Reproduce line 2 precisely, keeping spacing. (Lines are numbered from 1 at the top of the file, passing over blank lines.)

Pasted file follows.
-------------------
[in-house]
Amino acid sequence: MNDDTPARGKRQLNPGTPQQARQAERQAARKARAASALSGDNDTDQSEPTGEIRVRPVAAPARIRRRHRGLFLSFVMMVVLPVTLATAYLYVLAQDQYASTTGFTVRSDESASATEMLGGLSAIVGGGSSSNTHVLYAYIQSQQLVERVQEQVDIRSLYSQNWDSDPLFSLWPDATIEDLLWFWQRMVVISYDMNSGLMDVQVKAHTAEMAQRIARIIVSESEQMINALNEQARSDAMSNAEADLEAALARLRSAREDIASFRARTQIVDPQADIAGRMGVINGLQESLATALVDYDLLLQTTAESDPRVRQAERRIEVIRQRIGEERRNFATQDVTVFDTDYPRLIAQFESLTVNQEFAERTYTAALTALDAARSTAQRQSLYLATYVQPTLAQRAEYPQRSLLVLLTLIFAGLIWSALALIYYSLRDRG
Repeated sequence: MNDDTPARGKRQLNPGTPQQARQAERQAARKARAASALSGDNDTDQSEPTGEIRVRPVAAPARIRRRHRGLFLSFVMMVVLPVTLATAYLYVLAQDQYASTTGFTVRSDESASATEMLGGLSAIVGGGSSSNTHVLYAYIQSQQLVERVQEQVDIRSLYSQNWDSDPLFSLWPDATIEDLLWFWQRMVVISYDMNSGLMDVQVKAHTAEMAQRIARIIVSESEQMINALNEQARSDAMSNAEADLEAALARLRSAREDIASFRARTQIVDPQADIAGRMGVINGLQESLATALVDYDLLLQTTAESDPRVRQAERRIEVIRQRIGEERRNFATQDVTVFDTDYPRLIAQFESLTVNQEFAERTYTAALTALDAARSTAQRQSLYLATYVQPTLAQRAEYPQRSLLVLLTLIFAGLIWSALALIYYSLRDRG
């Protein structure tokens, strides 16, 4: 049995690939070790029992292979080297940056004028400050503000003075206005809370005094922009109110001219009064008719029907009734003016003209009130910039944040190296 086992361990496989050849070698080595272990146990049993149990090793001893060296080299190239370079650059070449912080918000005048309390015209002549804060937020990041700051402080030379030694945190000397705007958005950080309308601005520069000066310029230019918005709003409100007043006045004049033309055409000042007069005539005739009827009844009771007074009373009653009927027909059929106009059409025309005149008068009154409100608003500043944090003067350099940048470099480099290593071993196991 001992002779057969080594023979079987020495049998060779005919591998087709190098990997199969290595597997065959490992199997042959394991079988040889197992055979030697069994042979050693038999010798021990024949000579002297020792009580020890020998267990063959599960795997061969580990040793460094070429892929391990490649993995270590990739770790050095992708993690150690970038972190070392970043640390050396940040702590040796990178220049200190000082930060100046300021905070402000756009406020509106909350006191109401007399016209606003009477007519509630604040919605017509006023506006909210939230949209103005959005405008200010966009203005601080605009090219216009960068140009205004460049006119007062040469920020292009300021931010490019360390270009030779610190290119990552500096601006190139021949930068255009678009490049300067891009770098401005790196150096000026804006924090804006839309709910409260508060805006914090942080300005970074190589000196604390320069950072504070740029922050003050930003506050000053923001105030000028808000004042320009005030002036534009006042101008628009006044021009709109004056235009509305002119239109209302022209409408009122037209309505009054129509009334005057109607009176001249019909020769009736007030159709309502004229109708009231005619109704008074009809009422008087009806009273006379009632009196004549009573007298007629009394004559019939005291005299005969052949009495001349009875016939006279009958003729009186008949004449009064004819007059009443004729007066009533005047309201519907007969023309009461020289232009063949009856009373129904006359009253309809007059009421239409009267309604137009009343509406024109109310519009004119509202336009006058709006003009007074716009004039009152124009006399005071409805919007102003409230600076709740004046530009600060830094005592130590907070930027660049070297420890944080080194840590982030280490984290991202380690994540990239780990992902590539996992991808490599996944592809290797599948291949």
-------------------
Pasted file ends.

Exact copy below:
Amino acid sequence: MNDDTPARGKRQLNPGTPQQARQAERQAARKARAASALSGDNDTDQSEPTGEIRVRPVAAPARIRRRHRGLFLSFVMMVVLPVTLATAYLYVLAQDQYASTTGFTVRSDESASATEMLGGLSAIVGGGSSSNTHVLYAYIQSQQLVERVQEQVDIRSLYSQNWDSDPLFSLWPDATIEDLLWFWQRMVVISYDMNSGLMDVQVKAHTAEMAQRIARIIVSESEQMINALNEQARSDAMSNAEADLEAALARLRSAREDIASFRARTQIVDPQADIAGRMGVINGLQESLATALVDYDLLLQTTAESDPRVRQAERRIEVIRQRIGEERRNFATQDVTVFDTDYPRLIAQFESLTVNQEFAERTYTAALTALDAARSTAQRQSLYLATYVQPTLAQRAEYPQRSLLVLLTLIFAGLIWSALALIYYSLRDRG